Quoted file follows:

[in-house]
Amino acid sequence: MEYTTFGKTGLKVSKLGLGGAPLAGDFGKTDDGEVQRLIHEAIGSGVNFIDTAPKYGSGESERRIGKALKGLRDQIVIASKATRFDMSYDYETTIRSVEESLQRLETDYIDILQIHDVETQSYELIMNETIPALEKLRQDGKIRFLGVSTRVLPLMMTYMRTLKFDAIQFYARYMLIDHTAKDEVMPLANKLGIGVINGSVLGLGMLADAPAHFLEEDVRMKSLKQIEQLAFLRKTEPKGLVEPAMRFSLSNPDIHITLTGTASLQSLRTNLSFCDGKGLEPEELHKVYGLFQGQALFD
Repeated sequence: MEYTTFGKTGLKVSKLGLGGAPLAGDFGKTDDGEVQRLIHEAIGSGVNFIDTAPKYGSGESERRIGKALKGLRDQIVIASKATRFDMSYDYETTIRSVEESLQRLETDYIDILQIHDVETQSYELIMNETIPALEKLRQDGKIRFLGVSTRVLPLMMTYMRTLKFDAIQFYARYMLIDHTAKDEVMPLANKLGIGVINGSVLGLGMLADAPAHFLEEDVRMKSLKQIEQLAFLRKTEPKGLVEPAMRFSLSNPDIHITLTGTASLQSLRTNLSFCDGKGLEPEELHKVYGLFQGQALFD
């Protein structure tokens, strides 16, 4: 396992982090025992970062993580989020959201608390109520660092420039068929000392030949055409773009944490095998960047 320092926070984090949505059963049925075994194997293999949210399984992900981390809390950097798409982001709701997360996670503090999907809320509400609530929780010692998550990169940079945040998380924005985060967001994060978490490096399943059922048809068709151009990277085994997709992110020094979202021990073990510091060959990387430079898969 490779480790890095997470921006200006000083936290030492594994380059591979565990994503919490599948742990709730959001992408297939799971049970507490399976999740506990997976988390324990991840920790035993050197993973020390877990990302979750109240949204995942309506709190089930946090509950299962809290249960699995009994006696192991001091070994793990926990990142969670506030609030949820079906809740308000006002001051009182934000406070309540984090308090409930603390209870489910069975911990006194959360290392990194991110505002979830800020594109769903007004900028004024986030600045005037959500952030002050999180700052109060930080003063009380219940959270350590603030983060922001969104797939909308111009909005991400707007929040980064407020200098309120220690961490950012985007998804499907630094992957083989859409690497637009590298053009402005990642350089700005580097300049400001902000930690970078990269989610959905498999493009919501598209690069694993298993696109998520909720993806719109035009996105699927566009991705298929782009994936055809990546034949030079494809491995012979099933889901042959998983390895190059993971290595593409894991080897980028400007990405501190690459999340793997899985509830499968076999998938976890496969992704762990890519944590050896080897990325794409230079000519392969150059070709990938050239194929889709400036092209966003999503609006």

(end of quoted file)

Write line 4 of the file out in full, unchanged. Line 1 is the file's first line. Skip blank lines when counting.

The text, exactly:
């Protein structure tokens, strides 16, 4: 396992982090025992970062993580989020959201608390109520660092420039068929000392030949055409773009944490095998960047 320092926070984090949505059963049925075994194997293999949210399984992900981390809390950097798409982001709701997360996670503090999907809320509400609530929780010692998550990169940079945040998380924005985060967001994060978490490096399943059922048809068709151009990277085994997709992110020094979202021990073990510091060959990387430079898969 490779480790890095997470921006200006000083936290030492594994380059591979565990994503919490599948742990709730959001992408297939799971049970507490399976999740506990997976988390324990991840920790035993050197993973020390877990990302979750109240949204995942309506709190089930946090509950299962809290249960699995009994006696192991001091070994793990926990990142969670506030609030949820079906809740308000006002001051009182934000406070309540984090308090409930603390209870489910069975911990006194959360290392990194991110505002979830800020594109769903007004900028004024986030600045005037959500952030002050999180700052109060930080003063009380219940959270350590603030983060922001969104797939909308111009909005991400707007929040980064407020200098309120220690961490950012985007998804499907630094992957083989859409690497637009590298053009402005990642350089700005580097300049400001902000930690970078990269989610959905498999493009919501598209690069694993298993696109998520909720993806719109035009996105699927566009991705298929782009994936055809990546034949030079494809491995012979099933889901042959998983390895190059993971290595593409894991080897980028400007990405501190690459999340793997899985509830499968076999998938976890496969992704762990890519944590050896080897990325794409230079000519392969150059070709990938050239194929889709400036092209966003999503609006």